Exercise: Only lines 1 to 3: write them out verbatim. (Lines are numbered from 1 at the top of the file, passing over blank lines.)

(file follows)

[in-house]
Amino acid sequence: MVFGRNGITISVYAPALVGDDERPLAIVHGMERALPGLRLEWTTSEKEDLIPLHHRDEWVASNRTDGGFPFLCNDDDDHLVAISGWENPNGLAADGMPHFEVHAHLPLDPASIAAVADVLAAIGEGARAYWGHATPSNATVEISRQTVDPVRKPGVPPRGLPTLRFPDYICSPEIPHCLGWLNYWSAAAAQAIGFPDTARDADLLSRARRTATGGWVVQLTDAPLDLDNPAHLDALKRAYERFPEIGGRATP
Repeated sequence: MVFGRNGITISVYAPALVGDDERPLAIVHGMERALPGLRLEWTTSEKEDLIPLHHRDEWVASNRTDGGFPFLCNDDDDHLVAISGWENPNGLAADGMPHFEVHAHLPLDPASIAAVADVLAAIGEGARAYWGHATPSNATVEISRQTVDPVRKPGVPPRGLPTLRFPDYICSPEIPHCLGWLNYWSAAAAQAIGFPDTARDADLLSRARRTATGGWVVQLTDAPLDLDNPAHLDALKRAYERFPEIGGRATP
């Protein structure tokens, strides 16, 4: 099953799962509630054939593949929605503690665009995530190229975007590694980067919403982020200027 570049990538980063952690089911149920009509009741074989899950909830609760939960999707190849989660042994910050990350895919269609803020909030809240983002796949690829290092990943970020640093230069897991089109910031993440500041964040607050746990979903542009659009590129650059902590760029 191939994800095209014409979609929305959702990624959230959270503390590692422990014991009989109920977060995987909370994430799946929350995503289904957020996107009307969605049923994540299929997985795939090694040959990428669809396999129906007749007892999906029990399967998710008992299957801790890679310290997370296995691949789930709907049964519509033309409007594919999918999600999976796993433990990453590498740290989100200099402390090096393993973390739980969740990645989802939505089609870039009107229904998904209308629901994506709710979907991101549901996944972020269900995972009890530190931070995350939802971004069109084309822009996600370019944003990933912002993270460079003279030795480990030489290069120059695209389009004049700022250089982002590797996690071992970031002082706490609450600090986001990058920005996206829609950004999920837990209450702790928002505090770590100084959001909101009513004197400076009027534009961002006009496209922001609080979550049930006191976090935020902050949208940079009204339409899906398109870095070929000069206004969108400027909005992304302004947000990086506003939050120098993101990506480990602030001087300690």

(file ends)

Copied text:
[in-house]
Amino acid sequence: MVFGRNGITISVYAPALVGDDERPLAIVHGMERALPGLRLEWTTSEKEDLIPLHHRDEWVASNRTDGGFPFLCNDDDDHLVAISGWENPNGLAADGMPHFEVHAHLPLDPASIAAVADVLAAIGEGARAYWGHATPSNATVEISRQTVDPVRKPGVPPRGLPTLRFPDYICSPEIPHCLGWLNYWSAAAAQAIGFPDTARDADLLSRARRTATGGWVVQLTDAPLDLDNPAHLDALKRAYERFPEIGGRATP
Repeated sequence: MVFGRNGITISVYAPALVGDDERPLAIVHGMERALPGLRLEWTTSEKEDLIPLHHRDEWVASNRTDGGFPFLCNDDDDHLVAISGWENPNGLAADGMPHFEVHAHLPLDPASIAAVADVLAAIGEGARAYWGHATPSNATVEISRQTVDPVRKPGVPPRGLPTLRFPDYICSPEIPHCLGWLNYWSAAAAQAIGFPDTARDADLLSRARRTATGGWVVQLTDAPLDLDNPAHLDALKRAYERFPEIGGRATP